To Internet users, they're an often-ignored nuisance. But to Google, online ads are both big business and a showcase for some serious mathematics. The determination of which ad ultimately shows up on your computer screen is made by an algorithm that considers everything from how much a company pays for an ad to how well its website is designed.
Latanya Sweeney, Harvard professor of government and technology in residence, wants to add another factor to the mix, one that measures bias. As described in a paper published simultaneously in Queue and Communications of the Association for Computing Machinery, Sweeney described how such a calculation could be built into the ad-delivery algorithm used by Google.
"We're not trying to get rid of all discrimination," Sweeney said. "At the end of the day, online advertising is about discrimination. You don't want mothers with newborns getting ads for fishing rods, and you don't want fishermen getting ads for diapers. The question is when does that discrimination cross the line from targeting customers to negatively impacting an entire group of people?"
Sweeney discovered one such example. In a paper published earlier this year, she found that Internet searches for "black-sounding" names—such as Darnell or Ebony—were 25 percent more likely to result in the delivery of an ad suggesting that the person had an arrest record, even when no one with the name had an arrest record in the company's database.
"I was working with a colleague, and we were searching for an old paper of mine," Sweeney said. "We Googled my name, and up popped an ad suggesting I had an arrest record. I do not, and I was so shocked I spent hours seeing which names got the ads and which did not. I went through the entire study believing I would eventually prove no association with race, but that wasn't the case."
Fortunately, she said, the same techniques that uncovered that apparent bias can be used to counteract it. In her paper, Sweeney describes how an algorithm can identify white- or black-sounding names and calculate a "bias score" based on how often negative ads are delivered for that name.
If, for example, someone were to search for "Latanya Sweeney," the algorithm could determine whether a disproportionate number of ads offering to search for an arrest record have been delivered in the past, and counteract that bias by discounting the ad to encourage the delivery of more neutral ads.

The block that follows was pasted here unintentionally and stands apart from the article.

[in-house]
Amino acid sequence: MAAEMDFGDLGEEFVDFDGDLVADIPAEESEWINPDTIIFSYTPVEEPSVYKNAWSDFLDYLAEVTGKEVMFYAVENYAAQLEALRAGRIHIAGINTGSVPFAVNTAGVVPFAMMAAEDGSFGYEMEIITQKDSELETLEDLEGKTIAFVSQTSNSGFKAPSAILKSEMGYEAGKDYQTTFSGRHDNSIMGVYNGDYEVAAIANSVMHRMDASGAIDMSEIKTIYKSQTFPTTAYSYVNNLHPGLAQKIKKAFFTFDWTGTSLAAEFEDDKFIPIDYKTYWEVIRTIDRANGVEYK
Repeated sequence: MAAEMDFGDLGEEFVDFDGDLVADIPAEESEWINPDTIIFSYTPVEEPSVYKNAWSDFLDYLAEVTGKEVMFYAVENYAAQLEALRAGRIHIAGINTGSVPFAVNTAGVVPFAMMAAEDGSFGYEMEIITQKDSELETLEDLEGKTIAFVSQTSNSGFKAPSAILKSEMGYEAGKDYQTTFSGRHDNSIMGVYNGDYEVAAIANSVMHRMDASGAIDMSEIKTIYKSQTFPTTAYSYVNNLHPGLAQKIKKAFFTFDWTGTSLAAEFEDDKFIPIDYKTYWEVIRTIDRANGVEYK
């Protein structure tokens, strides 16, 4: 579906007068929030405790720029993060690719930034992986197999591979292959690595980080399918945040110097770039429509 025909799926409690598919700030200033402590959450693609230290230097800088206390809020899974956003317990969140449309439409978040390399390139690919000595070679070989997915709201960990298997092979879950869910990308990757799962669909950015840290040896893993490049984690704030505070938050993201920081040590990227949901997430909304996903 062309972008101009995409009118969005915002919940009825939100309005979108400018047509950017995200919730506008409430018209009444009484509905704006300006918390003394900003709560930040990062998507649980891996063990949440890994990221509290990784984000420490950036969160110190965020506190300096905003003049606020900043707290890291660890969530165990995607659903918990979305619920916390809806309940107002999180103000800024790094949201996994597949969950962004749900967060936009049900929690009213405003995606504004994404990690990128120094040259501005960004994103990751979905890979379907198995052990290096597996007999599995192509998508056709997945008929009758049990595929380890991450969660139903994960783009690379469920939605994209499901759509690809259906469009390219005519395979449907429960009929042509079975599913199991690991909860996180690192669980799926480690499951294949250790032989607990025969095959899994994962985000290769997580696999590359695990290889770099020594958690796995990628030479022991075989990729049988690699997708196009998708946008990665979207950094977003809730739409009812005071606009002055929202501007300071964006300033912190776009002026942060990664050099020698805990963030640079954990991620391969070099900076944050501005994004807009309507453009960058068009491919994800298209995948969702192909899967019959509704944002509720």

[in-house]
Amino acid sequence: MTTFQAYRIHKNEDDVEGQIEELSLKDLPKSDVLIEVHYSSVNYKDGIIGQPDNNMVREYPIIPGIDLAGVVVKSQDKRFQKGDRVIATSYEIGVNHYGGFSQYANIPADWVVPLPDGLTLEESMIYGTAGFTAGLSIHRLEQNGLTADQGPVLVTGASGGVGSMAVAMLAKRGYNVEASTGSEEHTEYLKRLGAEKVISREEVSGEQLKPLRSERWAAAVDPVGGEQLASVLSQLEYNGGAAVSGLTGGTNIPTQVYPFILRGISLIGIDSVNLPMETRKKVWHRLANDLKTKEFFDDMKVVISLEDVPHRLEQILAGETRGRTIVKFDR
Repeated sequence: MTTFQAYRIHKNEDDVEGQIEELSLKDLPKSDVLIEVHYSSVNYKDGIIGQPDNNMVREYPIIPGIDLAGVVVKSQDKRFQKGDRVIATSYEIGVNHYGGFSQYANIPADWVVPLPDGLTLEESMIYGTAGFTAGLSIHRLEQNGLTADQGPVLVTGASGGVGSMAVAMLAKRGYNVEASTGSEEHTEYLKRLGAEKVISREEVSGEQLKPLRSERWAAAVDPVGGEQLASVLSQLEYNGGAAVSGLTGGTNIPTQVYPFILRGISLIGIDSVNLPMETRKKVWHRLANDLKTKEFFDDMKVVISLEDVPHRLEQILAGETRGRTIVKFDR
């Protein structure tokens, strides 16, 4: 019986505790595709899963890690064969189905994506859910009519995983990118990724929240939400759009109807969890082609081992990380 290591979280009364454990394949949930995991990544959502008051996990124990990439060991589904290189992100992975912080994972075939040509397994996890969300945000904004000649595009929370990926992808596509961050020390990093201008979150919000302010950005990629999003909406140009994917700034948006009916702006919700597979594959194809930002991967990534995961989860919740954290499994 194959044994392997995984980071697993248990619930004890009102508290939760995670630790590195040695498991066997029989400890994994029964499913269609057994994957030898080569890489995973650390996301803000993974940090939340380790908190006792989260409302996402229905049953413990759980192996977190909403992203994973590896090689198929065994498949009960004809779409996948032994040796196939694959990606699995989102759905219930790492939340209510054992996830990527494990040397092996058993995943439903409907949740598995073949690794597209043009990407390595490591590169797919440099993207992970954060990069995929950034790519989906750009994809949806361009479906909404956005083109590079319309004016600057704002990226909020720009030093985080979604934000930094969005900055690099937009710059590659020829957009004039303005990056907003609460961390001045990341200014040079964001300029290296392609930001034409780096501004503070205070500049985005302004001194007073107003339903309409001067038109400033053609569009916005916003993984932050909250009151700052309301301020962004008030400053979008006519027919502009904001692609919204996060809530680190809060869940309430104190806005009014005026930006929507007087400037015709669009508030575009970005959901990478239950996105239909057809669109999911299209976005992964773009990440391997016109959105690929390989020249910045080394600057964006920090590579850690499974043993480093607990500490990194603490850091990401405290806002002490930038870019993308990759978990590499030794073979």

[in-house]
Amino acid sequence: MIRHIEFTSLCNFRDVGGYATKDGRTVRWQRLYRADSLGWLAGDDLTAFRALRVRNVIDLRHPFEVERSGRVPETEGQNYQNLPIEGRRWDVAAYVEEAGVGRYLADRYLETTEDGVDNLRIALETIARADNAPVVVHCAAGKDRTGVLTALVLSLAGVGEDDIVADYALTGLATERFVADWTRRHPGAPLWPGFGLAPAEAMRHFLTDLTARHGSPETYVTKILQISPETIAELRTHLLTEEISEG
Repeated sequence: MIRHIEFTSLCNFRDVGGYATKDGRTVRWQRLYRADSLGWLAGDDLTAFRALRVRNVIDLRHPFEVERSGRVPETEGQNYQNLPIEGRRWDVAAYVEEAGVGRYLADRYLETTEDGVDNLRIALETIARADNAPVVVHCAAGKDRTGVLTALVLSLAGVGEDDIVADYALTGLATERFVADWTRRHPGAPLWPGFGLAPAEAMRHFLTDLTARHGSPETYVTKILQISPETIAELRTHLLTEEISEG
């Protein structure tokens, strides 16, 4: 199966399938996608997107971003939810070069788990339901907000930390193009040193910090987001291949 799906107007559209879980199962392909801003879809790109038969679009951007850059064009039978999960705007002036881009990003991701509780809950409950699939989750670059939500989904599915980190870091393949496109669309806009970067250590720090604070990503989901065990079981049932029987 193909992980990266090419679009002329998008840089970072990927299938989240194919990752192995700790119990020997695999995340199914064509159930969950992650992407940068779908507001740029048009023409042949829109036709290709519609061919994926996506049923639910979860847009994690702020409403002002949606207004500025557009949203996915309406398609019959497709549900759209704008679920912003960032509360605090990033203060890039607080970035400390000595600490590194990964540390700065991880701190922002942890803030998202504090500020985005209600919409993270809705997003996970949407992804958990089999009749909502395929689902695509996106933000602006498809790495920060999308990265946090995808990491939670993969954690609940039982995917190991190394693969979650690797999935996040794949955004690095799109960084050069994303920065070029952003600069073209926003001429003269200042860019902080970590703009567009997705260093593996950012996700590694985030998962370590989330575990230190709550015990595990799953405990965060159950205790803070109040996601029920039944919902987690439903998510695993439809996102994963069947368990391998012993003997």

The roadmap for making such calculations, Sweeney said, was laid out in an earlier paper of hers.
In that study, Sweeney explained, she first had to determine what white- and black-sounding names were. To do that, she turned to earlier studies that had collected birth records and tracked the first names given to white and black children. Armed with that data, she conducted thousands of Google searches to produce a list of nearly 2,200 real people who had those first names.
Sweeney then visited two sites, Google.com and Reuters.com, and searched for each name once while recording which ads came up. The results, she said, were startling.
Overall, black-sounding names were 25 percent more likely to produce an ad offering to search for a person's arrest record. For certain names, like Darnell and Jermaine, the ads came up in as many as 95 percent of searches. White-sounding names, by comparison, produced similar ads in only about 25 percent of searches.
One possible explanation for the phenomenon is that the bias is simply an unintentional side effect of the way Google's algorithm weights certain ads based on what companies will pay and how often they are clicked on. Whether that is the case or bias is introduced through an advertiser, Sweeney said, the bias measure could easily be built into the algorithm as another weighting factor, controlling for both.
"Google is already weighting some ads more than others," Sweeney said. "What we're saying is we want to define another measure, called a bias measure, using the same comparisons we used to identify the bias in our prior study. This could be very easily built into the way Google's algorithm already works.
"We can now define a predicate for finding this bias," she said. "In our prior study, that predicate was whether the name being searched was a 'white' name or a 'black' name, but we could do the same thing with male or female names, or other ethnic groups and other groups protected from specific forms of discrimination by law."
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